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Startups as a key to economic recovery part 1: focus on sustainable growth

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This is the first part in a three-part series on startup growth by venture capital investor Benjamin Chong. Parts 2 & 3 will be published over the coming fortnight. 

The unemployment toll from COVID-19 was 600,000 in April alone, the largest one month increase on record.

So concerning is this consequence of COVID-19 that the Shadow Treasurer said he was “petrified” that workers will disappear down the long-term unemployed blackhole, from where few ever emerge.

In corporate Australia some businesses may never recover. A second wave of company administrations is widely expected after businesses are weaned off JobKeeper subsidies.

Rick Click Capital’s Benjamin Chong

Those in sectors like hospitality, travel and retail particularly, have reeled from the impact of a nation in self-isolation who are both subject to their own, as well as government restrictions on movement and spending.

As Australia takes its first steps back to normality, the focus for government will be on how our country can supercharge economic growth necessary to fill a $ 360 billion hole in the federal budget.

Historically much of the growth seen after an economic downturn has been achieved from technology startups, largely because of their multiplier effect on employment. Uber, Airbnb, Pinterest and Dropbox come to mind as they were all founded during the GFC.

 

The DNA of a startup

The defining characteristic of a startup is, of course, their growth potential and this is what stands them apart from other small businesses. Studies in the US have concluded that technology-based startups have long been an important driver of economic growth and competitiveness.

In Australia, the StartupAUS Crossroads Report have validated startups as leading job creators and as a primary driver of Australia’s new jobs growth. This is because startups are designed to grow fast. As distinct from other newly founded businesses, a startup has entirely different DNA – they are both scalable and address a large market.

The difference can be subtle in some cases. Indeed, not even all tech businesses are startups. Paul Graham, English founder turned VC investor and academic, recently cited a great example. He said, that if a startup writes software to teach Tibetan to Hungarian speakers, the startup will undoubtedly be able to reach most of the people who want it, but there won’t be many of them. It is a small market.

Conversely if they make software to teach English to Chinese speakers, this is startup territory where the market is large and the product must be scalable.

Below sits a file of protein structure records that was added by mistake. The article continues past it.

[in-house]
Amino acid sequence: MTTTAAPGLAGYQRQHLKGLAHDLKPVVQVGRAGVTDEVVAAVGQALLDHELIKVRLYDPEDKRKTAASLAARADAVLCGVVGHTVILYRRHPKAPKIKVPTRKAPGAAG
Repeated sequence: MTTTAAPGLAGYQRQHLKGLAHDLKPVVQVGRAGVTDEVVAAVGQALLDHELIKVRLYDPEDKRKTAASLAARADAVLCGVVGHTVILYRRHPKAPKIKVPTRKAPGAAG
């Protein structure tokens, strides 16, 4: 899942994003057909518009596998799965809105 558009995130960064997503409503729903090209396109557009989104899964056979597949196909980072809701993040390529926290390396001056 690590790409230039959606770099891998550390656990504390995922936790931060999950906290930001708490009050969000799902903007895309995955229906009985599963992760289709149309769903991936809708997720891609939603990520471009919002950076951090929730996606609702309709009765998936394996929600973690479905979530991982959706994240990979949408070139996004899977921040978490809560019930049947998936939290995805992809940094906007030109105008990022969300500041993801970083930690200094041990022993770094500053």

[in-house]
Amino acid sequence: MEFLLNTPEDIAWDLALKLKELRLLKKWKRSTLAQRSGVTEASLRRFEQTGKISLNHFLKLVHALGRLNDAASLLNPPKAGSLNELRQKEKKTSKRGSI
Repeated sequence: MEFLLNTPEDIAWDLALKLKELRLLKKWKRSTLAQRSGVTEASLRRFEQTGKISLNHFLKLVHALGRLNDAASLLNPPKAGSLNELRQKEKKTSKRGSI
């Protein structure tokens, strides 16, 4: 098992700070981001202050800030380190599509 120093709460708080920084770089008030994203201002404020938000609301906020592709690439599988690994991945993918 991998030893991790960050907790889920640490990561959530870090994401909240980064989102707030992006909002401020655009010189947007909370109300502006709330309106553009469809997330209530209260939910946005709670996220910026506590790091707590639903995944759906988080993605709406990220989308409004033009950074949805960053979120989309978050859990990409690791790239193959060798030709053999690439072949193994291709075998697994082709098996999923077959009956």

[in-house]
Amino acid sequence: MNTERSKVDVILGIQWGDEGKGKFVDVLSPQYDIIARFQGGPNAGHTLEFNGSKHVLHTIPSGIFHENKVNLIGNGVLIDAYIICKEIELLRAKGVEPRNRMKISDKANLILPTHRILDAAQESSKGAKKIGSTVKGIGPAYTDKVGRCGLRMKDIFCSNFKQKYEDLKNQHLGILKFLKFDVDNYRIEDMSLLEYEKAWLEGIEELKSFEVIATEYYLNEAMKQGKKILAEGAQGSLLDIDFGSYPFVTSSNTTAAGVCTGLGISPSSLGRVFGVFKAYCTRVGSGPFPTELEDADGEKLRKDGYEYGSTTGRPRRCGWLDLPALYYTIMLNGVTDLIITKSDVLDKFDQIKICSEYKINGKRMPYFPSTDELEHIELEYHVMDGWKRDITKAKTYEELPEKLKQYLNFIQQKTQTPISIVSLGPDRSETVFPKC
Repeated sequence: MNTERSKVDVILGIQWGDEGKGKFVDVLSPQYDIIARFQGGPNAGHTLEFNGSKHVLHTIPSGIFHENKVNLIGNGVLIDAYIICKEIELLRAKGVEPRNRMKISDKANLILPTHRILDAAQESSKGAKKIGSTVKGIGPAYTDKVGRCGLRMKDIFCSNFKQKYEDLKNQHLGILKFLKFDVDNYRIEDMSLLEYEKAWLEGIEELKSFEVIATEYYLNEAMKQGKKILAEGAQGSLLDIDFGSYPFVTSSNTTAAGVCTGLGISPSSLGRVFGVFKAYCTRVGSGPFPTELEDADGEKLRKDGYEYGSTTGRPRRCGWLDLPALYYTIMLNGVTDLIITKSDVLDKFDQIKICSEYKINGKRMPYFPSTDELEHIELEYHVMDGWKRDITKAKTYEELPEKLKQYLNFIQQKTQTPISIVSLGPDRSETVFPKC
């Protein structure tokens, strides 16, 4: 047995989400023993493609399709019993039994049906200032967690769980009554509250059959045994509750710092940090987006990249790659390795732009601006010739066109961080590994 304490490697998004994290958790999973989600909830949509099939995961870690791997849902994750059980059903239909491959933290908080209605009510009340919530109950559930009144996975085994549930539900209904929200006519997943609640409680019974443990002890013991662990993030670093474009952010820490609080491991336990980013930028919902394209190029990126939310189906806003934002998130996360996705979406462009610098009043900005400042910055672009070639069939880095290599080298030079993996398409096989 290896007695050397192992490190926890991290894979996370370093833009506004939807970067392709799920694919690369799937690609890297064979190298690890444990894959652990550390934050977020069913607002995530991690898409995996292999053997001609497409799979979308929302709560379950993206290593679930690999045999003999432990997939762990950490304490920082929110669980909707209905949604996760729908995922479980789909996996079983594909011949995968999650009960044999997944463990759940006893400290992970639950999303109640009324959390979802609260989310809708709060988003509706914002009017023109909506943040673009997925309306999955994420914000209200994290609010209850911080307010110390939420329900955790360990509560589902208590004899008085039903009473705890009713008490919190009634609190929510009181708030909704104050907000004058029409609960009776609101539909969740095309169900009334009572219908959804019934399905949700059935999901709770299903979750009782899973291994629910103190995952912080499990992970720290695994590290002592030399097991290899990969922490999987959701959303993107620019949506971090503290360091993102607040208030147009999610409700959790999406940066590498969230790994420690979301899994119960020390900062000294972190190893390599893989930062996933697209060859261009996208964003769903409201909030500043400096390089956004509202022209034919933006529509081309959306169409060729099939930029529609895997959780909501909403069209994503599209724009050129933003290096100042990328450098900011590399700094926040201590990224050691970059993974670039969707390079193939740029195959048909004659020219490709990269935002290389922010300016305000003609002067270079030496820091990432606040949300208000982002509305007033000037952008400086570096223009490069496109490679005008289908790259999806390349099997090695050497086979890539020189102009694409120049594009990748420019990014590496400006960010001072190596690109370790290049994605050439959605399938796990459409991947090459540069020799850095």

Rapid growth is not the ultimate goal

Most startups have ambitious plans for growth. Unfortunately, in many cases these plans are too ambitious and they scale too prematurely.

Daily deals site Groupon fell victim to overambitious growth plans. It raised a lot of venture funding, expanded into many cities across various countries spending vast sums of cash along the way.

After it listed in 2011 Groupon’s share price fell by 80% when investors realised the company’s key metrics did not align with the valuation. The issue was they were spending too much money on acquiring consumers and merchants, and neither were staying around for long. This forced Groupon to pivot their business model to focus on a smaller number of cities in a lower number of countries.

News aggregator Digg was another casualty of overly ambitious growth. In 2004 it was initially free of advertisements, allowing members to vote a page up (“digg”) or down (“bury”). It successfully grew a large number of users in a short period of time but wasn’t able to monetise the user base quickly enough to cover the acquisition cost. After the business eventually collapsed parts were sold for a total of US$ 16.5m despite more than US$ 40m being invested into the business.

For founders who are hoping to be a part of Australia’s economic recovery, there are lessons to heed from the Groupon and Digg experiences.

 

Sustainable growth requires product market fit

Taking Graham’s example of Tibetans learning Hungarian, it doesn’t matter how much money a business spends on acquisition, if the market is too small, then the business will shortly experience a diminishing return on the money it spends acquiring customers beyond a critical mass.

No amount of money can create a larger customer base.

Successful startups are expected to reduce costs as they scale and those who can’t achieve this will find their business in a weakened position.

Generally greater volume allows a startup to reduce the unit cost and make more profit as they acquire and service subsequent customers. Those who cannot reduce their unit price by scaling may find they inevitably run out of money as acquisition costs escalate.

 

Temptation can be a dangerous thing

Founders who are eager to scale quickly and ignore the critical stages of customer development will do so at their peril. A successful startup should have tested, learnt and iterated many times over before spending vast sums of money on mass customer acquisition.

Australia needs high-growth businesses to help drag the economy out of recession, but this is a marathon not a sprint.

We have a long way to go and founders, like all businesses, need to approach growth in a considered way and ensure that their product stands up to scrutiny in a harsh economic environment where there will be many more casualties.

 

  • Benjamin Chong is a partner at venture capital firm Right Click Capital, investors in high- growth technology businesses.

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